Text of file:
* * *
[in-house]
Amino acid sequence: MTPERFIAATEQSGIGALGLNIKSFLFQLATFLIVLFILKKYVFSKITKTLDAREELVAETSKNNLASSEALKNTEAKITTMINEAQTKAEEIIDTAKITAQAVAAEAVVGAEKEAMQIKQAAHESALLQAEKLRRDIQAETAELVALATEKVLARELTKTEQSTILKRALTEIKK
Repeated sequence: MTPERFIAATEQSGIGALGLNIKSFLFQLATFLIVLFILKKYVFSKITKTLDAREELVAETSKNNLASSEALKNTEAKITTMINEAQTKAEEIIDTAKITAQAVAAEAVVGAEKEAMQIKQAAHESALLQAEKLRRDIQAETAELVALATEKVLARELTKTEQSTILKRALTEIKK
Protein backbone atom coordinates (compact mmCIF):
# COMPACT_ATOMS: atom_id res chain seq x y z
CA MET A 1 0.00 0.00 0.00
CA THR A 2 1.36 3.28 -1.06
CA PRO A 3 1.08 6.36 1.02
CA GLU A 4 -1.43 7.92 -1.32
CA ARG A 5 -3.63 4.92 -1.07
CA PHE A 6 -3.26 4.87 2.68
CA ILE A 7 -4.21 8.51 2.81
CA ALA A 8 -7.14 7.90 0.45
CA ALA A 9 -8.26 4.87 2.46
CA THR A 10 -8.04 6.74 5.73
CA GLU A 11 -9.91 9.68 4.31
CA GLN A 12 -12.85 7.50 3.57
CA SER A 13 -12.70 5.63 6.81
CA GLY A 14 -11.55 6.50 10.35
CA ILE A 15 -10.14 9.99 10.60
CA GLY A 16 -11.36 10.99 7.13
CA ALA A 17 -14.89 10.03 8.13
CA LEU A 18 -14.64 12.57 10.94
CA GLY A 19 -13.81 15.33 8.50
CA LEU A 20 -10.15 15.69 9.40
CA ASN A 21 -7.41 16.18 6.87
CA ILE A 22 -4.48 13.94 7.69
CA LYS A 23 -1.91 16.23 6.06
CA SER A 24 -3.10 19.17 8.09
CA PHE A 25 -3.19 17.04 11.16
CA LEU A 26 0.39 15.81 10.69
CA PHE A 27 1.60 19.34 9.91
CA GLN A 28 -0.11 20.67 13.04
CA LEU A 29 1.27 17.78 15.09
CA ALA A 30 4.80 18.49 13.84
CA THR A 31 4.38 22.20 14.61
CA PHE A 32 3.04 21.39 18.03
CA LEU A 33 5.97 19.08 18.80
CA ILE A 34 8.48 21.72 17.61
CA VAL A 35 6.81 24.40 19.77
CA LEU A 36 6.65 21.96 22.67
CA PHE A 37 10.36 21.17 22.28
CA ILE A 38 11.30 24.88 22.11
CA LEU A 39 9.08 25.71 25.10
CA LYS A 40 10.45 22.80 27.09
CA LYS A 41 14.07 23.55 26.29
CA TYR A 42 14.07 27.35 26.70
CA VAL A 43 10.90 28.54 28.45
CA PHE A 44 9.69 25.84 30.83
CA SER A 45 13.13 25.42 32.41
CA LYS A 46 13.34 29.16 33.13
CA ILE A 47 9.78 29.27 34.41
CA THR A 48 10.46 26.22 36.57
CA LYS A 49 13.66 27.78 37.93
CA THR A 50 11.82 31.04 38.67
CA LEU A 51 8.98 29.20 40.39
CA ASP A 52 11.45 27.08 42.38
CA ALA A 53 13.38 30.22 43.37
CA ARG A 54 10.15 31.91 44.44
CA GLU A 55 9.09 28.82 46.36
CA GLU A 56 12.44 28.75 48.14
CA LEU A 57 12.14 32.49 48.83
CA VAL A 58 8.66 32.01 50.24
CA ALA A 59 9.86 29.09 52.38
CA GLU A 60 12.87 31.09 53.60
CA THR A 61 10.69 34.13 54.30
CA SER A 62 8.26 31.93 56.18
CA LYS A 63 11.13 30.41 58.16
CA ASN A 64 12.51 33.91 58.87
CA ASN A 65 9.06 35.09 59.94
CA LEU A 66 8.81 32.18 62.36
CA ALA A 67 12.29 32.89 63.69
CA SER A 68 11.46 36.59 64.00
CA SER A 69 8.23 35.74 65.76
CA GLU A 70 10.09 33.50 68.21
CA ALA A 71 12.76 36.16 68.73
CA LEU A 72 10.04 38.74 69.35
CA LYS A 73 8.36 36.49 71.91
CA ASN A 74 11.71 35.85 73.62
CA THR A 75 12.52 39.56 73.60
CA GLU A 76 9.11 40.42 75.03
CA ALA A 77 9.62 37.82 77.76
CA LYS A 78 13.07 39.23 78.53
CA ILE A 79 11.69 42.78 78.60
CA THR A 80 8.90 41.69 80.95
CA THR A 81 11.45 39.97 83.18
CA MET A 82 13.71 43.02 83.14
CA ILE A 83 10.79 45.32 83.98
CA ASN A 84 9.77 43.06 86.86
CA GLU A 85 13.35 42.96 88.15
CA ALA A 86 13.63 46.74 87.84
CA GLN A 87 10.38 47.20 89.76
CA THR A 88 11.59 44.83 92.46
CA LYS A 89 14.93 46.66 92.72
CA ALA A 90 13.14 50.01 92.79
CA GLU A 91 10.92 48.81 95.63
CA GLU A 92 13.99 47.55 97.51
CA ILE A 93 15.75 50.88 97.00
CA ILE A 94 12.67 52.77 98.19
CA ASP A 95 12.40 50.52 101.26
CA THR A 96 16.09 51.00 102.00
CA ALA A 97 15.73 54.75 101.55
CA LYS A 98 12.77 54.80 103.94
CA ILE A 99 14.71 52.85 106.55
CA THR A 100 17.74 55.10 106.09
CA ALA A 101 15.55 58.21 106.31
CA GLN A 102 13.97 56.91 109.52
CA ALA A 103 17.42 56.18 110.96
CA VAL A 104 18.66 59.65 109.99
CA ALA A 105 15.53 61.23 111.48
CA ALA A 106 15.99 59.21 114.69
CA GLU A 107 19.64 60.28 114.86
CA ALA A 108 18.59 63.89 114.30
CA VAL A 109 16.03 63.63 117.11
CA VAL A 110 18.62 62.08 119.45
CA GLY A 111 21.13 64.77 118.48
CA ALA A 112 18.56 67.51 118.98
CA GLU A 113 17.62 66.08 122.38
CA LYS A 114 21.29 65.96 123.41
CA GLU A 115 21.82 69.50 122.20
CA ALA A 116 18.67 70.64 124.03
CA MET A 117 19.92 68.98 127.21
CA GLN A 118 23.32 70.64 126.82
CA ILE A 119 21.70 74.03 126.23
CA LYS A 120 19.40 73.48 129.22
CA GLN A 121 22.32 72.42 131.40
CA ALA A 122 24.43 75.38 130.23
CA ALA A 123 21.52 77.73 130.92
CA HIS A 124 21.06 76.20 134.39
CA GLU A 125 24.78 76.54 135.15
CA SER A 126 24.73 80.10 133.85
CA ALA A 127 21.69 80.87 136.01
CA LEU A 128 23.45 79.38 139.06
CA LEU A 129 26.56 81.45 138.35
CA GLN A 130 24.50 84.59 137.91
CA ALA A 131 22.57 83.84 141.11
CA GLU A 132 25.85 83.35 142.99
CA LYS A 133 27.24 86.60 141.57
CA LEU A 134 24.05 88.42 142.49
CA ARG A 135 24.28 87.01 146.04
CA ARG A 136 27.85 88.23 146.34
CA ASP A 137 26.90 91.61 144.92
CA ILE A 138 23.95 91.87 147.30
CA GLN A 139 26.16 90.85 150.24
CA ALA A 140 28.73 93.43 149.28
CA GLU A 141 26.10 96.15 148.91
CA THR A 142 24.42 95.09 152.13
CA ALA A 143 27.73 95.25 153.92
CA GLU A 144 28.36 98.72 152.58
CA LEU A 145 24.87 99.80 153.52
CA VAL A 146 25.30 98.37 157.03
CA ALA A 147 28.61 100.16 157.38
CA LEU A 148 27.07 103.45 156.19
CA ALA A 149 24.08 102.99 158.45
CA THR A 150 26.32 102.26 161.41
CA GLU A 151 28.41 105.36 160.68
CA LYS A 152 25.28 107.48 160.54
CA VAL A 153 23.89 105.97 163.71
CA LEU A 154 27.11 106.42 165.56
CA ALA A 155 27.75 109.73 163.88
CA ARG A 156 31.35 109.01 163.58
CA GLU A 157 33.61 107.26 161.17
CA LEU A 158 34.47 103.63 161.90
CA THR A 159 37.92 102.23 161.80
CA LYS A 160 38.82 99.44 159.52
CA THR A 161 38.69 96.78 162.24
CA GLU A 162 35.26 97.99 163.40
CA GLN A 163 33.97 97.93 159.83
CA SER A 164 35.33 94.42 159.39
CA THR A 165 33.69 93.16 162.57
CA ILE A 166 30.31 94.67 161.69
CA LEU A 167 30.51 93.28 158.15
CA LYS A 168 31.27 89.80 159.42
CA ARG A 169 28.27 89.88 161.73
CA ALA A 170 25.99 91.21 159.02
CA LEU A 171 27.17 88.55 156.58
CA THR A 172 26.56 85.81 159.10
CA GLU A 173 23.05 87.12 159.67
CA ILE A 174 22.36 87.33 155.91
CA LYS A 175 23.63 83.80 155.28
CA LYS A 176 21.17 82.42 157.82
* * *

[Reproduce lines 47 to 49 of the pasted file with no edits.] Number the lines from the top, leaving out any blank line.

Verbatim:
CA TYR A 42 14.07 27.35 26.70
CA VAL A 43 10.90 28.54 28.45
CA PHE A 44 9.69 25.84 30.83